Lobbying for Immigration – the Interest of Interest Groups
This week in class, we discussed Lobbying and Interest Groups. Interest groups have their own agenda, obviously, and these agendas have sway. These interest groups, which differ from political parties (even though parties are aligned with similar interests), are incredibly strong and can affect legislation, whether they draft it themselves or influence and target committees or leaders to influence the law.
Representative Scott Tipton, Republican of Colorado, is one such leader that has been targeted by interest groups that want reform to be passed. Colorado, and especially Tipton’s district, has a high level of immigrants and hispanics, as his district has a huge agricultural center. It would make sense for him to support some level of reform in order to please constituents. He supports some sort of reform, while attempting to hold accountable the 11 million illegal immigrants already in the country. “’We’ve got some that were looking for a better life, but they broke the laws to this country,’” he said. “’That can’t be without penalty.’” This attitude understandably angers certain constituents.
However, he seems slightly receptive to listening to constituents, or maybe it’s because his district has a large immigrant population. Regardless, he and eight other Republican members of Congress have been targeted by a coalition of immigration advocates to push reform through the House. This interest group is now pointing to the election aspect of not passing reform: ‘We feel that to move them, we have to awaken the electoral vulnerability that Republicans face, both specific Republicans that have large and growing immigrant electorates and also the party as a national party,’ said Tom Snyder, the immigration campaign director for the A.F.L.-C.I.O., one of the groups behind the campaign. ‘It’s very hard to think about them winning a presidential election with an immigrant electorate that’s growing and overwhelmingly hostile to the party.’”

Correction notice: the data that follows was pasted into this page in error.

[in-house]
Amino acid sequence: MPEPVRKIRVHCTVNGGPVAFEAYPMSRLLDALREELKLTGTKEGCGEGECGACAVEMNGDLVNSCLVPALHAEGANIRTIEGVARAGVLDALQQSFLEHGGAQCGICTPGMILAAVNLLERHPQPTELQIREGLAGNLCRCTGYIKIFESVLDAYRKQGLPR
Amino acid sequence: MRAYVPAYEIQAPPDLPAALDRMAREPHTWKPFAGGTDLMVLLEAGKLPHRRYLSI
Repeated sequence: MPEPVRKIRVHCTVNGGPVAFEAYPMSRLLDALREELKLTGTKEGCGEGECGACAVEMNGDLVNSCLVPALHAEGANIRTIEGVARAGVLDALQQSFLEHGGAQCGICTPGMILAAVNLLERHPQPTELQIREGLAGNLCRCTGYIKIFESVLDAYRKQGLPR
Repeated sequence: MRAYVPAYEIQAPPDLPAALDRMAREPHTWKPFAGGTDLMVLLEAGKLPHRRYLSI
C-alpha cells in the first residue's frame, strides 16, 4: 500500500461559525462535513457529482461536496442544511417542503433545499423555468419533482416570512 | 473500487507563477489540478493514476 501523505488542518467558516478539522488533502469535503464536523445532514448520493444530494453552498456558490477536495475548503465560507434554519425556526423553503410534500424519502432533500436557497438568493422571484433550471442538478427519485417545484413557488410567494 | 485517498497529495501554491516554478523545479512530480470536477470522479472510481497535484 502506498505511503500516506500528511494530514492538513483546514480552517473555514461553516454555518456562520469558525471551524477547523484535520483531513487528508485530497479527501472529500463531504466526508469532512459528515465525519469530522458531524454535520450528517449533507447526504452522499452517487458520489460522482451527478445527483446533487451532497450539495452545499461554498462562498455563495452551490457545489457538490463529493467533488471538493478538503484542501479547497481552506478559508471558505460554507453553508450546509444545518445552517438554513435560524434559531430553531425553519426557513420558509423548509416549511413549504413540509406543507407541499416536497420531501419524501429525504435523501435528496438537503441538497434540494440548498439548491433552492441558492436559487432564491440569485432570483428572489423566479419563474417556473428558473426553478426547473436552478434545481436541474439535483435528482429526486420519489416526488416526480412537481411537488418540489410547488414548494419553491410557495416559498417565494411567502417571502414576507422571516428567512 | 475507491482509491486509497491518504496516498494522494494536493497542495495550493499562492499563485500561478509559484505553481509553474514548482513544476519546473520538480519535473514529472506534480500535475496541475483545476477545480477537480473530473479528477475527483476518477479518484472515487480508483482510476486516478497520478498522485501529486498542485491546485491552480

This is a good point. Lobbyists and interest groups, with the advancement of technology, have the opportunity to gain support from voters all over the country. Voters, if truly passionate, can be mobilized. One thing we mentioned in class, however, is that this mobilization may not be believable to the members of Congress, which may cause them to continue this stalemate by not taking action.
Other interest groups, like the technology sector, argue that this stalemate harms the US as a whole because, without various immigrants or information provided by immigration, the US will fall behind technologically, which is contrary (hopefully) to the wishes of members of Congress.
Regardless of who or which interest groups want change, one thing is for sure – increased pressure by interest groups and lobbying may hopefully cause change. Otherwise, 2014 will be an interesting year for Republicans.